A short post in Naval News that reported the deployment of a Schiebel Camcopter UAS on a Finnish Coast Guard Cutter prompted me to look up the cutter involved, and it proved interesting for a couple of reasons,
- its unique propulsion system and
- the fact that it can break ice in spite of a bulbous bow.
Wartsila.com provides the information (excerpt below).
“TURVA is powered by three environmentally friendly Wärtsilä 34DF series dual-fuel engines capable of burning both diesel fuel as well as liquefied natural gas (LNG). For redundancy and safe return to port, the engines are arranged in two independent engine rooms divided by a watertight bulkhead. In the aft engine room, a 12-cylinder Wärtsilä 12V34DF producing 6400kW is mechanically coupled to a controllable pitch propeller. In the forward engine room, two 6L34DF generating sets with an output of 3000kW each produce power for two electrically-driven Azipull AZP120CP thrusters. If the forward engine room is damaged, the shaft generator coupled to the bigger engine can be used to produce electricity for the azimuth thrusters, which are required for steering the vessel as she has no separate rudders, and other onboard systems. Since the azimuth thrusters are powered by electric motors and the centerline shaft is mechanically coupled to the main engine, the propulsion system as a whole could be referred to as “combined diesel-electric and diesel” (CODLAD). TURVA is the first ship fitted with this type of propulsion arrangement – two azimuth thrusters and a centerline shaft – which was originally developed for icebreakers and icegoing LNG carriers. For maneuvering and DP2 class dynamic positioning, the ship has a transverse bow thruster and a retractable azimuth thruster in the bow.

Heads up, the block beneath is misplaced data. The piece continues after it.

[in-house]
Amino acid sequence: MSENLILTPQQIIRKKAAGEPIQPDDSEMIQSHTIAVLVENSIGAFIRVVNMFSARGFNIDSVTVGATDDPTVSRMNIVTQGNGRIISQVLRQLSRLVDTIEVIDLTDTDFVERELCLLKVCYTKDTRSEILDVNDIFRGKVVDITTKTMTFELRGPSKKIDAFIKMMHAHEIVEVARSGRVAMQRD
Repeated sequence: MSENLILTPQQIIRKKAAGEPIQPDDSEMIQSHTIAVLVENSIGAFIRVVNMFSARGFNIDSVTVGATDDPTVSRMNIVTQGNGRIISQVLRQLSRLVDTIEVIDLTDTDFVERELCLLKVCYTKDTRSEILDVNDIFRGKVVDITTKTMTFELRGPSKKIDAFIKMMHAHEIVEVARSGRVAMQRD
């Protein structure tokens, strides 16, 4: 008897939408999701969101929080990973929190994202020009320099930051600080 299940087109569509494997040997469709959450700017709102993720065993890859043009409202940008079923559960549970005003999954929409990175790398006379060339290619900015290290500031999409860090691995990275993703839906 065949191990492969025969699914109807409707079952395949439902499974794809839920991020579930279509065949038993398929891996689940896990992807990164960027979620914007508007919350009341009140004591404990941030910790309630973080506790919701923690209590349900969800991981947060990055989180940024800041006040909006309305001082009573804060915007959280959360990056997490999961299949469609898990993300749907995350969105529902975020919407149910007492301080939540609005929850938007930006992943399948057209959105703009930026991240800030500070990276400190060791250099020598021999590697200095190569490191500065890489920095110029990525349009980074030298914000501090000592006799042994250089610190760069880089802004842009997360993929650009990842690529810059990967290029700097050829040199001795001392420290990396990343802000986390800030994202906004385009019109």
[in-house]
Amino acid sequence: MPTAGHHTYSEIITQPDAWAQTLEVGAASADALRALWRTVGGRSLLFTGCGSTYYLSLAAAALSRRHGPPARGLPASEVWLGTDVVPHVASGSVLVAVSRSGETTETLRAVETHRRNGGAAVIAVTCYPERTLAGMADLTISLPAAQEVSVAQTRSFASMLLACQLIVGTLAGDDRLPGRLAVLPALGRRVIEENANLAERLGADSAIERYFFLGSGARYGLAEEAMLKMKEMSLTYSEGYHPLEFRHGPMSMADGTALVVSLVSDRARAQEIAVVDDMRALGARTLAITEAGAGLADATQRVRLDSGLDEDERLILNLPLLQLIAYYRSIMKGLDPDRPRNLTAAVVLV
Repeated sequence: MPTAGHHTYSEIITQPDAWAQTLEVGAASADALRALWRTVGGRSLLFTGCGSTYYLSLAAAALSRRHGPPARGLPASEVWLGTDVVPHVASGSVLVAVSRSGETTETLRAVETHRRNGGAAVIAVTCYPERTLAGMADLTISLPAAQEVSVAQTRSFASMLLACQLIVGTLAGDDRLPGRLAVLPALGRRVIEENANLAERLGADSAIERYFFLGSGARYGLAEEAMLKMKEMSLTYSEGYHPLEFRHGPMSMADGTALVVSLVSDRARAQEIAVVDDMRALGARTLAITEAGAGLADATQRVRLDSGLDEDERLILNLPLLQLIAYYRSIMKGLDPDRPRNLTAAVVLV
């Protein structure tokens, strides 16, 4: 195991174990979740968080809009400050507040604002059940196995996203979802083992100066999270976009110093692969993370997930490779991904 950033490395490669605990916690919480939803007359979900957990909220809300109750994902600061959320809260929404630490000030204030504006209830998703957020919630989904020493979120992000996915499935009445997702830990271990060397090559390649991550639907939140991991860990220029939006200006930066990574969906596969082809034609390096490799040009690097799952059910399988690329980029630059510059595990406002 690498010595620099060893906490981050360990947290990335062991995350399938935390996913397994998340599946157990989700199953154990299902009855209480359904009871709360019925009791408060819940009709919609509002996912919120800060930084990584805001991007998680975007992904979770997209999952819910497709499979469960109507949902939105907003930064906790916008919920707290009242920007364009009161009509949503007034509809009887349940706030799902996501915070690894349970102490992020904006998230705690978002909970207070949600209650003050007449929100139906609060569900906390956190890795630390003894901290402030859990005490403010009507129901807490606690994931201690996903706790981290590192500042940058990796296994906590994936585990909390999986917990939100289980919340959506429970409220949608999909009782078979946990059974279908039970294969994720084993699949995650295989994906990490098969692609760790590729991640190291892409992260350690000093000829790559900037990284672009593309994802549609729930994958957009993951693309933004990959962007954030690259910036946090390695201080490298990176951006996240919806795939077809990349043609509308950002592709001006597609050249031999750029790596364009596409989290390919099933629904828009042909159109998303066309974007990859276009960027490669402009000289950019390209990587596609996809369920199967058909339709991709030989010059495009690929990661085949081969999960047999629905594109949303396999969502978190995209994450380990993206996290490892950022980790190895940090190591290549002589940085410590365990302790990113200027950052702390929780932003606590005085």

“The service speed of the vessel will be 18 knots and despite her bulbous bow she will also be capable of breaking level ice up to 0.80m in thickness. With a bollard pull of approximately 100t, TURVA is capable of towing even the largest tankers regularly sailing in the Baltic Sea.“